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Practice Makes a Champion – Also in the Workplace

The best football players in the world train every day to practice their individual skills and team strategy ahead of a 90-minute match. Olympic swimmers are in the pool for hours on end, twice a day, 6 days a week training for a race that lasts minutes or even seconds. The best gymnasts practice for hours every day across multiple training sessions to perform a routine that lasts for a few minutes. But how much does a typical office worker practice their skills? Is there something they could learn from the top athletes?

For over two decades we at Hintsa have been coaching Formula 1 drivers and teams to optimise their performance, with 98% of all races in the past 7 seasons being won by a Hintsa-supported driver. At every race weekend there are 3 one-hour practice sessions across 2 days where the drivers practice in the car before the qualification session and the race.

F1 drivers regularly have simulator days between races which typically last round 8 hours. These focused days allow them, alongside their team of engineers, to practice different settings and set-ups on the car for the upcoming race. It’s also a chance to familiarise themselves with the upcoming circuit, as well as practice their race line and braking points, and memorise car setting functions. All this for a 90-minute race.

Having spent my whole career working with athletes, one of the biggest learnings I take from this world of elite sports performance that can also be applied to corporate lives is the importance of practice.

You are never too good to practice

In an office work setting, you may just stumble along, hoping to do your best, without intentionally working on your skills. Some people are good at just ‘winging it’ and get away without any practice. But is this optimal? Are you operating at your full potential? If the best athletes in the world need to practice skills for their work, then why don’t you?

As leaders or high performing individuals, we generally have the intellectual capacity to quickly grasp concepts and ideas, which can lead us to mistakenly believe we also know how to execute them in an expert manner right away. The reality is that we don’t – not until we practice, get feedback, refine our approach, and practice again.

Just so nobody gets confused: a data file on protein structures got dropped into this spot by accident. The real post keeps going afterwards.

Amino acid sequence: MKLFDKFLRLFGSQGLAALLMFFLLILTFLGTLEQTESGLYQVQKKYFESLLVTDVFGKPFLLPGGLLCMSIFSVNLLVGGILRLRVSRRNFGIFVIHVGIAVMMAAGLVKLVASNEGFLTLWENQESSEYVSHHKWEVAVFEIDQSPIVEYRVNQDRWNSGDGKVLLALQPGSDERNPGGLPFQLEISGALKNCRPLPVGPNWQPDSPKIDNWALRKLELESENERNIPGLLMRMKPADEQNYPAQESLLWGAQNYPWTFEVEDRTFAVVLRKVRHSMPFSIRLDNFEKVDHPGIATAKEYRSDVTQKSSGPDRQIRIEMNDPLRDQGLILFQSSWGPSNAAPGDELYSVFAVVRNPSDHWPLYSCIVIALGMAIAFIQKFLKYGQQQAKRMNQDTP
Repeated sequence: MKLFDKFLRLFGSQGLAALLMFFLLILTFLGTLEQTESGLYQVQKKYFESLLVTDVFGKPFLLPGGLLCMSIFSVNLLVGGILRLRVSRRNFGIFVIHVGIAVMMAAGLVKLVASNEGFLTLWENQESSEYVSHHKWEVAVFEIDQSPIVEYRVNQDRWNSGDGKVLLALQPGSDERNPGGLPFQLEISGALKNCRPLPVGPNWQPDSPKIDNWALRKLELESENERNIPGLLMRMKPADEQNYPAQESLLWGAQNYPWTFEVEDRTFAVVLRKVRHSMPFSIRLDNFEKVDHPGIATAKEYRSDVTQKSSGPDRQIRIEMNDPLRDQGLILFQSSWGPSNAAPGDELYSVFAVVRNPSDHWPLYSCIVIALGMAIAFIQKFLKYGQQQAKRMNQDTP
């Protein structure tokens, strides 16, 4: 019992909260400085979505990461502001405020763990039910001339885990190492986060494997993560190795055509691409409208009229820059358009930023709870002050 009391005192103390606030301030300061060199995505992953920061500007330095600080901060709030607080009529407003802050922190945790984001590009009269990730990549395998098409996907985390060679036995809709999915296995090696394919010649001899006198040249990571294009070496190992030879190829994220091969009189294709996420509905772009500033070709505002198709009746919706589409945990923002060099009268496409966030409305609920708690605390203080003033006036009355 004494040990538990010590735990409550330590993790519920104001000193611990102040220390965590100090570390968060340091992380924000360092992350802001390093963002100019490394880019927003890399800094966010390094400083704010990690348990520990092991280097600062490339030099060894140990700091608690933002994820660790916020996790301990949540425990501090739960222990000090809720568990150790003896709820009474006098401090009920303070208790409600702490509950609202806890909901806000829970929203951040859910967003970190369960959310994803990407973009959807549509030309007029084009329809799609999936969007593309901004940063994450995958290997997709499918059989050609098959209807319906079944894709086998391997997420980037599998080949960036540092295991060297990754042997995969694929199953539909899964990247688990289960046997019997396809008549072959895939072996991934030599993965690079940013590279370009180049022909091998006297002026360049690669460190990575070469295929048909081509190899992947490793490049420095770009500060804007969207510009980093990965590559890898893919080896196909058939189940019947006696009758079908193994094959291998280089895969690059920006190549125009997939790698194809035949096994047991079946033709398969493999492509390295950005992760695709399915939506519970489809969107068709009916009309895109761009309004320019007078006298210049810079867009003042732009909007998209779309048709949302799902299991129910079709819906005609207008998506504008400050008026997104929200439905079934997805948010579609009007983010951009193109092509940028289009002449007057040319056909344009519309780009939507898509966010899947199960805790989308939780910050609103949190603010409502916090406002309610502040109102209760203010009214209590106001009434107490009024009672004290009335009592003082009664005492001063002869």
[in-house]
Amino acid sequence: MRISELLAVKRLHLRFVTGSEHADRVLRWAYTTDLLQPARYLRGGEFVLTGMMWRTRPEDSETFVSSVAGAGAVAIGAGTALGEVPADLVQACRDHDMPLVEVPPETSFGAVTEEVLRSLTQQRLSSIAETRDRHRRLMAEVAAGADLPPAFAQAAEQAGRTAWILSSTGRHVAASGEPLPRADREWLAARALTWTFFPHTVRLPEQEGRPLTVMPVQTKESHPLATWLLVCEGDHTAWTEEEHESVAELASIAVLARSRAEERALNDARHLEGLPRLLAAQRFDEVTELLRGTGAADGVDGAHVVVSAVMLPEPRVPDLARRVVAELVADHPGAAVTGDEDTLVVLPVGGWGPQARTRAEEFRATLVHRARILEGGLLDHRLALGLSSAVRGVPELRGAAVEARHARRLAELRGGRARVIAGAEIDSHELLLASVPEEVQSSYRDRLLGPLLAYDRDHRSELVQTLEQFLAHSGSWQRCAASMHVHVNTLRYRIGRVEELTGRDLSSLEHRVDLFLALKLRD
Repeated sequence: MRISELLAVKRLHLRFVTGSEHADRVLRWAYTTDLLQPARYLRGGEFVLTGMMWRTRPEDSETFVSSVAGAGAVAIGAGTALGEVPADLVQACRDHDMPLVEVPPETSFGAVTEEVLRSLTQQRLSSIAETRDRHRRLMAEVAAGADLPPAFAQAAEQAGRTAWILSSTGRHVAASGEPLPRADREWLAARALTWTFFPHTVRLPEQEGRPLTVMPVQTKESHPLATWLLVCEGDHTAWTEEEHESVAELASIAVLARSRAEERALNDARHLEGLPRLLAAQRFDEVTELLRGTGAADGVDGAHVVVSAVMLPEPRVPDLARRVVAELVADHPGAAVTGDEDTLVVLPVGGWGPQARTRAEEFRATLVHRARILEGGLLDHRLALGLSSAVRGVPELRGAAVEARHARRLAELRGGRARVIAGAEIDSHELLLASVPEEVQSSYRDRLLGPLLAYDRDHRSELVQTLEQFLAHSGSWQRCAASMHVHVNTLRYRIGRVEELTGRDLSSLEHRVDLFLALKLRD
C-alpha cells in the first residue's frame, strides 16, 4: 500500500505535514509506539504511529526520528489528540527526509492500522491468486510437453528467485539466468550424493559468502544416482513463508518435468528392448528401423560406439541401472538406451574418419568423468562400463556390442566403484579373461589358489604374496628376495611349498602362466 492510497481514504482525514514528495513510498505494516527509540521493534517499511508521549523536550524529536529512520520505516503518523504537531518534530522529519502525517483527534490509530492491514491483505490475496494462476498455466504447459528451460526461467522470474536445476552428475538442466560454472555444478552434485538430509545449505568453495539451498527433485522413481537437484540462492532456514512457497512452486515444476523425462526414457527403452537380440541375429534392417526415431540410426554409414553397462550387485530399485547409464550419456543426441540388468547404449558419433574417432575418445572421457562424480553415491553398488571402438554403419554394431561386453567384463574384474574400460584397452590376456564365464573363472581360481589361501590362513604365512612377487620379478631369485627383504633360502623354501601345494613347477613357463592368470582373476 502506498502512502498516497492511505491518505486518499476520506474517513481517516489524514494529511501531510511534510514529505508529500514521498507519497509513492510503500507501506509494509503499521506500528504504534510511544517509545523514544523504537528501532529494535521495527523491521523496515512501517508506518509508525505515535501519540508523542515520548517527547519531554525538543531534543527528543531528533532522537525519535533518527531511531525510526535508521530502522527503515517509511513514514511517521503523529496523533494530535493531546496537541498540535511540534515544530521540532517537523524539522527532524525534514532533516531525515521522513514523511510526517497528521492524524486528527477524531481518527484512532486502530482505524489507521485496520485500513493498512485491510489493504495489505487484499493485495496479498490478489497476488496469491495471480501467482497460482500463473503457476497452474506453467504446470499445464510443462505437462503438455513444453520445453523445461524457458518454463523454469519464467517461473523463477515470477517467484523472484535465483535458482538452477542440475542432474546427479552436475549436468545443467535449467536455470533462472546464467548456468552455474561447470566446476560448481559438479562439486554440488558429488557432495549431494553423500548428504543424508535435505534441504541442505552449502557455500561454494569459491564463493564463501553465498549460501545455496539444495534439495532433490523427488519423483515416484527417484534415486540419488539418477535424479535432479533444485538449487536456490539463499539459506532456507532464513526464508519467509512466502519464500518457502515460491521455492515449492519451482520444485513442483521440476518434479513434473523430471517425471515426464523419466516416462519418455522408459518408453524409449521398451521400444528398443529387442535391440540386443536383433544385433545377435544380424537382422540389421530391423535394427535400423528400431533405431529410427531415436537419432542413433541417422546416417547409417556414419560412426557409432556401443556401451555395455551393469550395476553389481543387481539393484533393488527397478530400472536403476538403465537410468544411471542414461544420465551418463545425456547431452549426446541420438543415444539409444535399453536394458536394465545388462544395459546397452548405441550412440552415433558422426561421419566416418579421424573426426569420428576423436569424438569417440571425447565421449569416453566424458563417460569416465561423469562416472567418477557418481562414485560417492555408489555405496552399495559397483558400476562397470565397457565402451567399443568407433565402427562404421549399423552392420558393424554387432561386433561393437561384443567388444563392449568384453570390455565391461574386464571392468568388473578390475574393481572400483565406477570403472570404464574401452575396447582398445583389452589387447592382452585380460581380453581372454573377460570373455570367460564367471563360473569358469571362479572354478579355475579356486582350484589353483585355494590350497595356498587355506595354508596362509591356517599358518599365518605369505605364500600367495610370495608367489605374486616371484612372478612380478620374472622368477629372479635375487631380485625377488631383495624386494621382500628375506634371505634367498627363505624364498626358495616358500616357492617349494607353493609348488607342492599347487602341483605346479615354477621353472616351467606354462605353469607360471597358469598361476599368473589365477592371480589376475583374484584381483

I think one of the most important principles in success is the concept of practice. In fact, it is impossible to attain any level of mastery without practice. There is no level where you are ‘too good to practice’. There is no limit to growth and there is always another level that can be attained. In fact, research has proven that practice causes brain adaptation and can even be part of keeping your brain healthy in the long term.

Athletes keep developing and adapting to keep up with their opponents, and the evolution and progression of their sport. Similarly, knowledge workers need to be committed to lifelong learning and upskilling.

The importance of reskilling and upskilling has become an even more important trend in recent years with the fast-paced changes in the way people work. Research in neuroplasticity, in particular structural plasticity, shows that the brain can actually change its physical structure as a result of learning.

This strengthens the case for all of us to adopt habits and routines of practice into our lives. Not just on the sports field but in the office too. Whether it is practising your negotiation, presentation or writing skills, the key is to find the relevant workplace skill for you.

How to make your practice effective

Clearly, practicing your skills is important, but how can it be to build it into your life? How can you hold yourself accountable for the discipline and hard work of practice? Since hard work alone isn’t enough to improve anyone’s output, what can you do practically? The work on deliberate practice by Ericsson and deep work by Newport suggest the following:

  1. Commit time. Commit time every week, or even every day for practice. Block out time on your calendar to ensure this happens. This could be just 15 minutes of rehearsing a presentation in front of the mirror each day, or 20 minutes to prepare and practice for that important meeting. During sessions, practice repeatedly with frequent breaks but be strict with your time.
  2. Limit the scope of what you are practicing. You might be interested in working on several different behaviours, approaches, skills, and techniques but it is impossible to practice and master all of them at one time. Choose one or two things to start with that have a high potential for enhancing your impact.
  3. Minimise distractions and focus when engaged in practice. Turn off your email and social media. Work on skill development as seriously as you would on any other project. You might even create a project plan with deadlines and deliverables.
  4. Visualise the skill or the outcome to help reinforce practice.
  5. Consider coaching. Sometimes leaders need more support than can be offered by colleagues or friends. In these cases, a coach can be extremely useful. A good coach will bring expertise, help you create a plan, offer feedback, and help you stay accountable to your own goals. Coaching doesn’t have to be time consuming and 1-2 hours per month can make a big difference.

Finally, ask yourself these questions every now and then to try to enhance your growth in this area: How much practice do I currently do at work? In what areas of my work life can I introduce more practice? What will the likely result be and how could this positively affect my position or impact? What resources or people can help me with my practise? If you need support we at Hintsa have a series of coaching services for businesses and individuals that could be suitable for you.